Today marks 11 years since Al Qaeda flew planes into the towers of the World Trade Centre in New York and made the US aware that it was not safe on its own soil. Sad to say, the US has used the attacks down the years to curtail freedoms for its own residents.
All kinds of ridiculous curbs have been put in place; fear has been used time and again to restrict the lives of ordinary citizens, with the government all the while claiming to be doing so in the cause of freedom.
With the death of Osama bin Laden in 2011, the US has been claiming that it has emerged victorious over the attackers. But is that really the case?
Bin Laden’s stated goal behind the attacks was to hit the US economy in such a way that it would lose its clout. In that, Al Qaeda has succeeded to a remarkable extent.
After the attacks on September 11, 2001, the US economy tanked as money flowed out of the country. In order to push things along, interest rates were lowered and a flood of cheap money hit the streets. This money was used to build up a housing boom, much of it being loans to people who could not afford them.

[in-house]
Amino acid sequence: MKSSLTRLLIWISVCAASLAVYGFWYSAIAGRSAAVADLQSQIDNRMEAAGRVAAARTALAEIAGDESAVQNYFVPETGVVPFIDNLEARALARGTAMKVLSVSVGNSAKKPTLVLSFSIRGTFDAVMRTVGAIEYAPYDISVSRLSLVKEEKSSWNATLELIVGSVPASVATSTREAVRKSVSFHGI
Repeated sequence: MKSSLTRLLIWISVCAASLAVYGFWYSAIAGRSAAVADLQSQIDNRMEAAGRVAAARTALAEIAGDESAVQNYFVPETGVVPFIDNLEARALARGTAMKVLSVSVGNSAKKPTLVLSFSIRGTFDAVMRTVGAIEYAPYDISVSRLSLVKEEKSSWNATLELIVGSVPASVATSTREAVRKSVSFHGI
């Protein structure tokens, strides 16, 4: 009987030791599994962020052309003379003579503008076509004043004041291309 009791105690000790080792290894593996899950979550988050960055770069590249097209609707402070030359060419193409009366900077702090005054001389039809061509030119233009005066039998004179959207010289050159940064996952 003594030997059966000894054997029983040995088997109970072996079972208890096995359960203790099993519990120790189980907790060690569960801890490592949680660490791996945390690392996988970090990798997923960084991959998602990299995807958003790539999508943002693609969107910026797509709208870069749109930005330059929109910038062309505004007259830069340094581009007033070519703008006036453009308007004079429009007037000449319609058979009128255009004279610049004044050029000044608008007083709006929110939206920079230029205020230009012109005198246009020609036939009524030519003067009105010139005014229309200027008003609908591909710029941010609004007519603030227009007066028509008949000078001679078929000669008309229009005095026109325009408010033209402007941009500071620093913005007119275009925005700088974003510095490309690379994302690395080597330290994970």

The US also undertook an invasion of Iraq, a foolish move that began bankrupting the country. Billions have been spent in Iraq and also in Afghanistan, both missions mounted in reaction to the 2001 attacks.
Seven years after the attacks, the global financial crisis manifested itself, with the collapse of Lehman Brothers. The US is now technically bankrupt. It has a national debt close to $US16 trillion.
So who has the better claim to being the victor?